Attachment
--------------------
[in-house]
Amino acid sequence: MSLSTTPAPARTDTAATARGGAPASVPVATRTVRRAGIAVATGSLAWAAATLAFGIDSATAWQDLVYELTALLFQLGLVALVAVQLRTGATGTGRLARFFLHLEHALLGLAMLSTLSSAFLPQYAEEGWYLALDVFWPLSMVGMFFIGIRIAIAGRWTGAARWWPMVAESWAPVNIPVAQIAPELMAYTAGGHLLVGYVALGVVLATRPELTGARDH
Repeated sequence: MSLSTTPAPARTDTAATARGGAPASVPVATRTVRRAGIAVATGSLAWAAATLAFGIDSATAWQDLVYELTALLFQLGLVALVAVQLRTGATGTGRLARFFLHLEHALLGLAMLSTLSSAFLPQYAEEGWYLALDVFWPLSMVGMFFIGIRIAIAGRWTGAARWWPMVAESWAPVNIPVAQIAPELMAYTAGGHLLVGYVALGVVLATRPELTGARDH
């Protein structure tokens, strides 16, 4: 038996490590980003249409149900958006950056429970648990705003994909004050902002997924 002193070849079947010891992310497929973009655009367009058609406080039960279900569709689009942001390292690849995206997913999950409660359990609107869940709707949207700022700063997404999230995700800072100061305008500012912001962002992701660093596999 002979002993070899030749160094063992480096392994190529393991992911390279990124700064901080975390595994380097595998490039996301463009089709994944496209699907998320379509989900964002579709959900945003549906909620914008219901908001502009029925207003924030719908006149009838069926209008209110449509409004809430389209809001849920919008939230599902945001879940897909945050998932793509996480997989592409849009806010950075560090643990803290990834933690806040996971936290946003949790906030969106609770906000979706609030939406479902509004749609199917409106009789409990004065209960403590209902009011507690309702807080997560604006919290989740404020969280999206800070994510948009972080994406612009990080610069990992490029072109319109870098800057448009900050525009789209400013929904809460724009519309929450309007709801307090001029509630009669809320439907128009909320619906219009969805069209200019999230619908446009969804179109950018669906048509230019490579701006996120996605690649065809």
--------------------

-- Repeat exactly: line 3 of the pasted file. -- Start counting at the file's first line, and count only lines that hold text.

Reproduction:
Repeated sequence: MSLSTTPAPARTDTAATARGGAPASVPVATRTVRRAGIAVATGSLAWAAATLAFGIDSATAWQDLVYELTALLFQLGLVALVAVQLRTGATGTGRLARFFLHLEHALLGLAMLSTLSSAFLPQYAEEGWYLALDVFWPLSMVGMFFIGIRIAIAGRWTGAARWWPMVAESWAPVNIPVAQIAPELMAYTAGGHLLVGYVALGVVLATRPELTGARDH